Children’s Plastic Surgeon Does The Unthinkable!

In the realm of pediatric plastic surgery, Dr. Matthew Greives, Chief of Plastic Surgery at both UT Health Houston and Children’s Memorial Hermann Hospital, is making waves with his creative approach to post-surgery care. Specializing in craniofacial reconstruction, Greives passionately works with children grappling with trauma to their face or skull, or those born with congenital issues related to the brain, skull, or face.

Post-surgery, it is common for children to wear a head wrap to minimize swelling and aid in the healing process. Traditionally, these wraps are mundane, consisting of gauze or ACE bandages. However, for the past five years, Dr. Greives has transformed this routine into a source of joy for his young patients.

Briza Garcia with his Captain Marvel bandage that Dr. Greives made for him post-surgery. PHOTO: COURTESY GARCIA FAMILY

While many surgeons might merely cover the surgical wound, Dr. Greives takes it a step further. Drawing inspiration from beloved characters such as Minions, Spider-Man, Captain America, Flash, and Batman, he adorns the head wraps with creative designs. What was once a medical necessity becomes a source of excitement for the children, turning their attention away from the discomfort and towards the whimsical characters on their bandages.

“I really like the fact that my whole team gets into it,” Dr. Greives remarks. “They’re always coming up with new things to try.” This collaborative effort among the medical staff contributes to an environment that’s not only medically efficient but emotionally supportive.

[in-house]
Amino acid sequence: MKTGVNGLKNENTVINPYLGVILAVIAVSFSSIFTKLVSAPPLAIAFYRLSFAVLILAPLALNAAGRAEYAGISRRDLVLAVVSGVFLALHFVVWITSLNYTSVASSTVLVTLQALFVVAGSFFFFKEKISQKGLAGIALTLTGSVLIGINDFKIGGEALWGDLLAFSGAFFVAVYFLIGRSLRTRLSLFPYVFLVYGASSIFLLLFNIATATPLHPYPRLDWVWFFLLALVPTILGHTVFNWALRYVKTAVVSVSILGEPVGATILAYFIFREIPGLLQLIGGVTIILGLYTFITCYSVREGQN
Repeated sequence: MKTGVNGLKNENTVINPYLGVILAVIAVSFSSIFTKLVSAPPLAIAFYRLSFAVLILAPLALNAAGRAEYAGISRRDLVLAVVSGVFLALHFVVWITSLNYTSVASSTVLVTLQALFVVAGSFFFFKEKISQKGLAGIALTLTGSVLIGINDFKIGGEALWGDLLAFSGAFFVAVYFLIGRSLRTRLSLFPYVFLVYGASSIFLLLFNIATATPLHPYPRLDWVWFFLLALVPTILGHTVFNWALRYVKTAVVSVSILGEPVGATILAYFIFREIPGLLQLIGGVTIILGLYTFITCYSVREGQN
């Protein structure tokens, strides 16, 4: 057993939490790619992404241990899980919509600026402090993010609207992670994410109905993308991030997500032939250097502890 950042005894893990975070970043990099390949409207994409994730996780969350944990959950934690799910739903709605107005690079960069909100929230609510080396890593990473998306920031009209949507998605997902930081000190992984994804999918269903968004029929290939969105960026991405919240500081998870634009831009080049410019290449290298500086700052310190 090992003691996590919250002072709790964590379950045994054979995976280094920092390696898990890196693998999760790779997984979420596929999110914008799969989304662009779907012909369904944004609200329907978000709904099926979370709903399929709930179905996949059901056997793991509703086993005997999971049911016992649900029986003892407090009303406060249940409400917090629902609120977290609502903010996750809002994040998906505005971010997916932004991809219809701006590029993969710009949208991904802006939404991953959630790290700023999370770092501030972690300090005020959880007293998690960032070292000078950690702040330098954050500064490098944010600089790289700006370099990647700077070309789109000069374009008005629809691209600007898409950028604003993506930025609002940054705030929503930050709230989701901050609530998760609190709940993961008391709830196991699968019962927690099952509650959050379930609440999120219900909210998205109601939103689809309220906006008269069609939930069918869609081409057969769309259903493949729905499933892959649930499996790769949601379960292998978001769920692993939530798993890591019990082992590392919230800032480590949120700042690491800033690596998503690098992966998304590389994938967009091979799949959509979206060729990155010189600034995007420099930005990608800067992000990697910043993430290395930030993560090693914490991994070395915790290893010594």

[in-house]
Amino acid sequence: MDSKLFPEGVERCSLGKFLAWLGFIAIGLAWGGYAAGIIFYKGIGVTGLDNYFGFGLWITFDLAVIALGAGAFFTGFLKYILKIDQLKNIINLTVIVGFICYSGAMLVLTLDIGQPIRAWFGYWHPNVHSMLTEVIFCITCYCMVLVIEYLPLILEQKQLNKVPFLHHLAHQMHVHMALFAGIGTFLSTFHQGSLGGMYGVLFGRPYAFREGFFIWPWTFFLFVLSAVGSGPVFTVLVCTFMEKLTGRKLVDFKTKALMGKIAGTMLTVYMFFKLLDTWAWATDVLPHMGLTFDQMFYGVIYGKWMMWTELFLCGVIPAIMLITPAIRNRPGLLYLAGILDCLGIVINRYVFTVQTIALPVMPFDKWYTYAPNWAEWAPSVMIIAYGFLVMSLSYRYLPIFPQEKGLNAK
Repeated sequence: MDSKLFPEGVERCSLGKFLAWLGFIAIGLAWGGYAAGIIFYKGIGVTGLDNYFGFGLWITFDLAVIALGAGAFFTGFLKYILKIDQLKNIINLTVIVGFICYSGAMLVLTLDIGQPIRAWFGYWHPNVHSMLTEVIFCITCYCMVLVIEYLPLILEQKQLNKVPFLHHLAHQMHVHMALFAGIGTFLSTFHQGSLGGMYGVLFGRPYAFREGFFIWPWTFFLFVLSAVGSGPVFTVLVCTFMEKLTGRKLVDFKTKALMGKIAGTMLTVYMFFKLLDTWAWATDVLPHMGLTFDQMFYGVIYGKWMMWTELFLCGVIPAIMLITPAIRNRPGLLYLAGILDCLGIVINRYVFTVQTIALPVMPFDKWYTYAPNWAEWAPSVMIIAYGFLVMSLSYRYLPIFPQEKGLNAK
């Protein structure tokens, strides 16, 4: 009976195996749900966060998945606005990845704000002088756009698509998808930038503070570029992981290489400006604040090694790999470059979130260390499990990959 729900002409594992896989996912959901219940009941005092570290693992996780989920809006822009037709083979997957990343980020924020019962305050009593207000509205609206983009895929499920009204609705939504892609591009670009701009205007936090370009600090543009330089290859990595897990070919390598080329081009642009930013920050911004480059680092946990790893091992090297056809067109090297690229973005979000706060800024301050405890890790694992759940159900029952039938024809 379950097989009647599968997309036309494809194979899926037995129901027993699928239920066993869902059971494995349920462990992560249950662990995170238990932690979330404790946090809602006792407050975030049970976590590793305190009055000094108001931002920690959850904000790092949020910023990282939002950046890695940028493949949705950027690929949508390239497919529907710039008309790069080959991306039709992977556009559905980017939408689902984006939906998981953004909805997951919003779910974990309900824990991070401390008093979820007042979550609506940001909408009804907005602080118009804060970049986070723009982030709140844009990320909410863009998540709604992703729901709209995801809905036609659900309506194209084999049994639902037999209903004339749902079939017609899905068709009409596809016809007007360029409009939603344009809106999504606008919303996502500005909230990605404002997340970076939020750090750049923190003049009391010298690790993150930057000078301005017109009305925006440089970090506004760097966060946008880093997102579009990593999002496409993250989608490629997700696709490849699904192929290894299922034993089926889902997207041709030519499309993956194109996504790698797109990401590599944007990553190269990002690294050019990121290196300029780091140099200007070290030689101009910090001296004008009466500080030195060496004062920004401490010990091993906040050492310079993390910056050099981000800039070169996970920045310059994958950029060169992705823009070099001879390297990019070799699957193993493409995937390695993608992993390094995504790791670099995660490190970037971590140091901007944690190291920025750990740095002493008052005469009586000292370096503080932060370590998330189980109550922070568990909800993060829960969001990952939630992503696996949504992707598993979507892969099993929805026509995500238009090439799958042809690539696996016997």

Aundre Byrd with a Spider-Man bandage. COURTESY ZSALESIA PORTER

Beyond the immediate visual appeal, Dr. Greives emphasizes the positive impact these adorned head wraps have on the hospital experience. “The kids and the families and the nurses now have this kind of cool thing to refocus their attention on…something to make them a little happier,” he states. By introducing an element of fun, the surgical process becomes less intimidating for the young patients and their families, creating a more child-friendly atmosphere within the hospital.

In a field where procedures can often be daunting, Dr. Matthew Greives demonstrates that small, creative gestures can significantly improve the overall experience for his young patients. “It’s looking for opportunities to add a little sunshine into anything you’re doing. We get so stuck in medicine with really what we have to do, but you can do a little bit more and make a huge difference,” he concludes. Dr. Greives’ innovative approach serves as a testament to the transformative power of compassion in the medical field.



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